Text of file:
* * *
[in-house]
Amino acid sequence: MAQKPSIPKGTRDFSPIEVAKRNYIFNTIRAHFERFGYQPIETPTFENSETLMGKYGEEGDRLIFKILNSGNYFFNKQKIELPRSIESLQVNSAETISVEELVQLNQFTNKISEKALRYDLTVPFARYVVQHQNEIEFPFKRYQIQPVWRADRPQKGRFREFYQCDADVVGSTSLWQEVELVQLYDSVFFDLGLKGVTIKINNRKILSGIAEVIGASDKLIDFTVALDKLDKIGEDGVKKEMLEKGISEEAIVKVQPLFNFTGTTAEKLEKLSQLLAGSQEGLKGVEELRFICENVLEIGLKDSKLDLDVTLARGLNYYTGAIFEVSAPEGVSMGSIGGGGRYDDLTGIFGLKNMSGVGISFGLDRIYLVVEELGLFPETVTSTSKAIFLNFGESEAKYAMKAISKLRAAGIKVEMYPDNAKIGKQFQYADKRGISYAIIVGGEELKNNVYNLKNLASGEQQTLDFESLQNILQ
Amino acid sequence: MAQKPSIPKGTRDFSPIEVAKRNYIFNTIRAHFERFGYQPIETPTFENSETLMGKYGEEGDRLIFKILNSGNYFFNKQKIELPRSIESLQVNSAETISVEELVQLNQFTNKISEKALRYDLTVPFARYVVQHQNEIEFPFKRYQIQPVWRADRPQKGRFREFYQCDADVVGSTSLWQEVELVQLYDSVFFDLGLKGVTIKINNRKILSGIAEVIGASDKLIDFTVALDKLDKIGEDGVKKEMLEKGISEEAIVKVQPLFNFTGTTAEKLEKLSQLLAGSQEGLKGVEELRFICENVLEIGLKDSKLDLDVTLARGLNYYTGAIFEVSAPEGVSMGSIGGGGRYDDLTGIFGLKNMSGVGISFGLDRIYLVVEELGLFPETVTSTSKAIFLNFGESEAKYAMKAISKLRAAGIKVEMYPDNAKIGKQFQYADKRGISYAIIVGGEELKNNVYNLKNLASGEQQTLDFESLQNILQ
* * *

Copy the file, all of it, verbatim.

[in-house]
Amino acid sequence: MAQKPSIPKGTRDFSPIEVAKRNYIFNTIRAHFERFGYQPIETPTFENSETLMGKYGEEGDRLIFKILNSGNYFFNKQKIELPRSIESLQVNSAETISVEELVQLNQFTNKISEKALRYDLTVPFARYVVQHQNEIEFPFKRYQIQPVWRADRPQKGRFREFYQCDADVVGSTSLWQEVELVQLYDSVFFDLGLKGVTIKINNRKILSGIAEVIGASDKLIDFTVALDKLDKIGEDGVKKEMLEKGISEEAIVKVQPLFNFTGTTAEKLEKLSQLLAGSQEGLKGVEELRFICENVLEIGLKDSKLDLDVTLARGLNYYTGAIFEVSAPEGVSMGSIGGGGRYDDLTGIFGLKNMSGVGISFGLDRIYLVVEELGLFPETVTSTSKAIFLNFGESEAKYAMKAISKLRAAGIKVEMYPDNAKIGKQFQYADKRGISYAIIVGGEELKNNVYNLKNLASGEQQTLDFESLQNILQ
Amino acid sequence: MAQKPSIPKGTRDFSPIEVAKRNYIFNTIRAHFERFGYQPIETPTFENSETLMGKYGEEGDRLIFKILNSGNYFFNKQKIELPRSIESLQVNSAETISVEELVQLNQFTNKISEKALRYDLTVPFARYVVQHQNEIEFPFKRYQIQPVWRADRPQKGRFREFYQCDADVVGSTSLWQEVELVQLYDSVFFDLGLKGVTIKINNRKILSGIAEVIGASDKLIDFTVALDKLDKIGEDGVKKEMLEKGISEEAIVKVQPLFNFTGTTAEKLEKLSQLLAGSQEGLKGVEELRFICENVLEIGLKDSKLDLDVTLARGLNYYTGAIFEVSAPEGVSMGSIGGGGRYDDLTGIFGLKNMSGVGISFGLDRIYLVVEELGLFPETVTSTSKAIFLNFGESEAKYAMKAISKLRAAGIKVEMYPDNAKIGKQFQYADKRGISYAIIVGGEELKNNVYNLKNLASGEQQTLDFESLQNILQ